School aide who slapped reassigned autistic teenager | Guam News
The school assistant who slapped an autistic, non-verbal high school student last week has been temporarily assigned to the Guam Department of Education central office with the Division of Special Education until the investigation into the incident is over.
Last Thursday, the 16-year-old autistic student was slapped by his individual assistant after the child allegedly slapped the school assistant.
“Three employees were present when the situation arose and their statements were also taken and submitted to the ongoing investigation,” according to a GDOE statement.
Individual Helper is a new hire and applied at GDOE’s virtual job fair in December.
The aide has undergone training on working with children with special needs, according to GDOE.
“All individual assistants go through a basic training course that includes four segments: assistant duties and responsibilities, autism training, disability awareness and safe crisis management,” according to the GDOE.
The individual assistant has been briefed on the needs of the 16-year-old autistic student, the department said.
“Each individual helper is trained to meet the needs of the student assigned to them. As a practice for the department, a one-on-one assistant will meet with the coordinator (a consultant resource teacher) of the school and review the student’s Individual Education Plan to better understand how to support their student,” according to officials. of the GDOE.
“In the past two years, there have been no complaints of employees abusing students or using inappropriate methods of handling students,” according to GDOE.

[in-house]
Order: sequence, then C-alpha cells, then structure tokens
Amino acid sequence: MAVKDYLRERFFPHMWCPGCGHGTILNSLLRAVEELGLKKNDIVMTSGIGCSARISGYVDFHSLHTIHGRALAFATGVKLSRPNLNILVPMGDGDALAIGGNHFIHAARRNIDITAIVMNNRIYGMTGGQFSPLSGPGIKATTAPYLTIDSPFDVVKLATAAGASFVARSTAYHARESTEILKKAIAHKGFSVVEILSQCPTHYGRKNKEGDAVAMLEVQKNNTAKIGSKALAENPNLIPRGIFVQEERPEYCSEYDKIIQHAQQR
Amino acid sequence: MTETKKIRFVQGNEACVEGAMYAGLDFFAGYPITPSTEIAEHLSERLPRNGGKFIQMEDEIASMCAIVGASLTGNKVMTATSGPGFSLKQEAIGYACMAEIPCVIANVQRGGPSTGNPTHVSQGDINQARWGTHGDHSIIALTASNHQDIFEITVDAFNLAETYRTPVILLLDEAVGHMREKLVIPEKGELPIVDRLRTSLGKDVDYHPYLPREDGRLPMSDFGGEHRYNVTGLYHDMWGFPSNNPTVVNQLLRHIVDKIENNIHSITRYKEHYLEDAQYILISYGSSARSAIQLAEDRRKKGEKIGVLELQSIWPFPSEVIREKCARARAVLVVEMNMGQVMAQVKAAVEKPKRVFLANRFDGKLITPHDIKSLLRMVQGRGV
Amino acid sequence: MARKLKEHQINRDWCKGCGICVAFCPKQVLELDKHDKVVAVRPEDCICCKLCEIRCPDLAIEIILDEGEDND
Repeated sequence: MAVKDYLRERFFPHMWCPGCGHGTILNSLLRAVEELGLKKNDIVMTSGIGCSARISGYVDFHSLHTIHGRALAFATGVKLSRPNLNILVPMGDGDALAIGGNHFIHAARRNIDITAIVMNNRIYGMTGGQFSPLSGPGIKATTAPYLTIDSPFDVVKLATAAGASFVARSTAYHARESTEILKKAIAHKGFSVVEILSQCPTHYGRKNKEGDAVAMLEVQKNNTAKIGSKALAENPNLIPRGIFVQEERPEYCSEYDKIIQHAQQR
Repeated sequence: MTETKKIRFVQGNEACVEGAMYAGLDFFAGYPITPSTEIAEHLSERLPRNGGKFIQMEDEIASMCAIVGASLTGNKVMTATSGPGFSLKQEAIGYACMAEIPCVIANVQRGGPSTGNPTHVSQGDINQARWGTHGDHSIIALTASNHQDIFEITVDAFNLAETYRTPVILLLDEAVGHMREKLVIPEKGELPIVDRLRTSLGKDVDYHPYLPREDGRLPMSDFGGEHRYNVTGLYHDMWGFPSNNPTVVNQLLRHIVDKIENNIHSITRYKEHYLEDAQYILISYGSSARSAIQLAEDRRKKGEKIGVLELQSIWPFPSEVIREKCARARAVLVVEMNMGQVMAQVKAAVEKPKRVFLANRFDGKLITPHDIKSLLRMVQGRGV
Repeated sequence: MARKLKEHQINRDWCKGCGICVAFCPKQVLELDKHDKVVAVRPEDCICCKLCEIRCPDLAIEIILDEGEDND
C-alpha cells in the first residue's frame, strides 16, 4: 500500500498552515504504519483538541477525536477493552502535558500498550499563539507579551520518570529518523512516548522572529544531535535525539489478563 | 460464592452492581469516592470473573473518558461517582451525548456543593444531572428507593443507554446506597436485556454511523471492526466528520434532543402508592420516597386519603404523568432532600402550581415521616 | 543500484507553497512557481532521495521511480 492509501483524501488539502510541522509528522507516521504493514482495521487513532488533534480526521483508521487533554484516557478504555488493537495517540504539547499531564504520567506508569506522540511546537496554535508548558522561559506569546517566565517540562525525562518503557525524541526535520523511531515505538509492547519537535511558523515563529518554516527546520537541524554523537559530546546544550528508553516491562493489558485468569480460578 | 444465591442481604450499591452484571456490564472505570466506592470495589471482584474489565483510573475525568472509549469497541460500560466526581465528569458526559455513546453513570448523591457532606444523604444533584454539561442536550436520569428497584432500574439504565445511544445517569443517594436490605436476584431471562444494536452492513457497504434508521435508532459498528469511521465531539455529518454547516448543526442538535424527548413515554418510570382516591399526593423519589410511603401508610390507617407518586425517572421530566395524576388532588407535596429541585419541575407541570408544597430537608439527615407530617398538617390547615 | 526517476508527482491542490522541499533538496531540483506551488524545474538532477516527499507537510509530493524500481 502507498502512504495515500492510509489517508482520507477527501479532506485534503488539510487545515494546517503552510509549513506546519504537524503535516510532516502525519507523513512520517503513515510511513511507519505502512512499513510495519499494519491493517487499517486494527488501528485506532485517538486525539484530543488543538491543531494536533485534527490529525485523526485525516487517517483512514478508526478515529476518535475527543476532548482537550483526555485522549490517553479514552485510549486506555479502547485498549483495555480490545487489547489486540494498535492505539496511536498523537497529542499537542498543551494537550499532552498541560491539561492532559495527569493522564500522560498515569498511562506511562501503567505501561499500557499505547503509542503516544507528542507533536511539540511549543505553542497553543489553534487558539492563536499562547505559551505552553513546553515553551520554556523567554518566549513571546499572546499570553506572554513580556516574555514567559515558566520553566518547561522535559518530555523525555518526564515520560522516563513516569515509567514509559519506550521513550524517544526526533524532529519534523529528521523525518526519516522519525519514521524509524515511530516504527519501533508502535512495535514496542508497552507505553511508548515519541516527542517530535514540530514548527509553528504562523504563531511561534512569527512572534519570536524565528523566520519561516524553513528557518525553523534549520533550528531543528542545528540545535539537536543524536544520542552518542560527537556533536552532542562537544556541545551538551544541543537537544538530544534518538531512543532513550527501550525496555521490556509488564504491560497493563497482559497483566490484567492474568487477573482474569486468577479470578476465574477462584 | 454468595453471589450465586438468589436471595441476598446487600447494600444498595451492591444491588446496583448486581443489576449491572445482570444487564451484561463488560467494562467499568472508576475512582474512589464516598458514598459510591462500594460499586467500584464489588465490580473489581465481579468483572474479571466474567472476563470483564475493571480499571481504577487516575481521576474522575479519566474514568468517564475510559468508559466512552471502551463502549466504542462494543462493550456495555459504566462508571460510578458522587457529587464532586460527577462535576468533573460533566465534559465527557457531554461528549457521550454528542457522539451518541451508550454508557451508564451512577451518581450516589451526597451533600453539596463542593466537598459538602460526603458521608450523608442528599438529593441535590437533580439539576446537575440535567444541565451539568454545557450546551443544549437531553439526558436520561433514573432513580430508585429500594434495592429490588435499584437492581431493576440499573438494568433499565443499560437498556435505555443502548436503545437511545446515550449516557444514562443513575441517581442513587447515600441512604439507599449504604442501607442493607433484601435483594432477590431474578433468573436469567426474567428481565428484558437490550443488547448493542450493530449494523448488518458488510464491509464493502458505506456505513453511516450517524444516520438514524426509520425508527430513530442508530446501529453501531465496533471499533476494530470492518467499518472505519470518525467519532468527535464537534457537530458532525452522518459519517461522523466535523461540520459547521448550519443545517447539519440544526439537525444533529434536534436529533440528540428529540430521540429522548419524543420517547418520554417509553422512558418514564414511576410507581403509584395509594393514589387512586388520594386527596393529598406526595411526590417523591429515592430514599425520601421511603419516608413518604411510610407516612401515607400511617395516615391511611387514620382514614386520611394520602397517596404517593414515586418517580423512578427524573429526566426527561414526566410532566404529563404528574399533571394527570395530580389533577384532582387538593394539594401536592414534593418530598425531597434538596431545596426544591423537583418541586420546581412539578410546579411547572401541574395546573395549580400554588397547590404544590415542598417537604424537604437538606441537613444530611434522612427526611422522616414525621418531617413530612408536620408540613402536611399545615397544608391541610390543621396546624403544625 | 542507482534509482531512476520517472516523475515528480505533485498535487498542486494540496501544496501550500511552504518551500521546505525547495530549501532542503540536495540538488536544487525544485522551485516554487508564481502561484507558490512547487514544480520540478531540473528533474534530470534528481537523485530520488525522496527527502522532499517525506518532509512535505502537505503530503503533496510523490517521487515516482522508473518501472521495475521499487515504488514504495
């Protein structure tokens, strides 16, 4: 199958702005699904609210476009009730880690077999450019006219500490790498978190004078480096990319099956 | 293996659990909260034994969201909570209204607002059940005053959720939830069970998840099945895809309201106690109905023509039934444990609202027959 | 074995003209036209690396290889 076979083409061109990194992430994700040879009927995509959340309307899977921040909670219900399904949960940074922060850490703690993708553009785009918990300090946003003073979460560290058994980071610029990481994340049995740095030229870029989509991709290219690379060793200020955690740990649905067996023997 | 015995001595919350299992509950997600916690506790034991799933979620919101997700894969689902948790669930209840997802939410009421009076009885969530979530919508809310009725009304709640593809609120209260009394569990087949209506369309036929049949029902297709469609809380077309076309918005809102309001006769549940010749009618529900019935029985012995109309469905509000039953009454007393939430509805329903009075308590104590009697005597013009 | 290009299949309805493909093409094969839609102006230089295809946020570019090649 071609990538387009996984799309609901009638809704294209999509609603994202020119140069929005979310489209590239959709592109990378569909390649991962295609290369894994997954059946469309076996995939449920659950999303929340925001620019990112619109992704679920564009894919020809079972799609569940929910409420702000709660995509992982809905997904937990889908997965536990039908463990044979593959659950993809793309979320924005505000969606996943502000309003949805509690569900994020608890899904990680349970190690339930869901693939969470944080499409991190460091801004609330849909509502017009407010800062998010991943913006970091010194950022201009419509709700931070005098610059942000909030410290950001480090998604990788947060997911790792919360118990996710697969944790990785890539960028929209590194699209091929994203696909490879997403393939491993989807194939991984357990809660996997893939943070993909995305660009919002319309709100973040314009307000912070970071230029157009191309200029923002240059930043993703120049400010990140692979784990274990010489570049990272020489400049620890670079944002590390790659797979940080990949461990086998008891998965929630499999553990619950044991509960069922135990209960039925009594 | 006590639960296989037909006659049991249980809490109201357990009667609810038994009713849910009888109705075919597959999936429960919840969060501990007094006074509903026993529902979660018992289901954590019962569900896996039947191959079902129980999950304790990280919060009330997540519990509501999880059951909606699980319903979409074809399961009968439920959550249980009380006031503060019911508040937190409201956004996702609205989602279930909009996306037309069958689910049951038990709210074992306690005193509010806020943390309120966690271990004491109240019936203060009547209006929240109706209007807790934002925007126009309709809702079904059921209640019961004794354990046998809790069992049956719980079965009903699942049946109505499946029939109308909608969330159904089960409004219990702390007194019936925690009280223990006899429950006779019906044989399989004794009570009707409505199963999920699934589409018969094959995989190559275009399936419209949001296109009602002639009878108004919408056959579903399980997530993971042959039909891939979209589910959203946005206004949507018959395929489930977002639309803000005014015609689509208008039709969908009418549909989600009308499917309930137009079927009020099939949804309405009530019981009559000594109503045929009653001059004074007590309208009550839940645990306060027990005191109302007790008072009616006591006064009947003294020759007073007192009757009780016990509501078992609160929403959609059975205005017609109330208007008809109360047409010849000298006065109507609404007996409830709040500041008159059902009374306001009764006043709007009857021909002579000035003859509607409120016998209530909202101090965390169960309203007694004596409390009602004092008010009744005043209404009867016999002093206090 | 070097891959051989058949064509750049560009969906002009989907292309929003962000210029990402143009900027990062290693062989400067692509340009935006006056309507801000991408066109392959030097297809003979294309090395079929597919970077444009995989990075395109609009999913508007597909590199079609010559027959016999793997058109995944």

School aides receive training on safe crisis management for students with special needs.
The first part of the training is a seminar. The second component is hands-on training where trainers create real-life scenarios and participants learn and practice de-escalation maneuvers.
Due to COVID-19, employees could only be certified on the first component, GDOE acknowledged.
“(Safe crisis management training) is one of four types of training an individual assistant receives when first hired,” GDOE officials said.
The GDOE’s Special Education Division is “reviewing its current practices to better ensure employees are prepared for their responsibilities and duties to our special needs population,” according to the GDOE statement.
Since the incident, the autistic boy’s father has noted a significant change in his son’s enthusiasm for school. GDOE officials said they had planned to meet the child and his father.
A social worker assigned to work with students at George Washington High School scheduled a home visit and assessment of the student.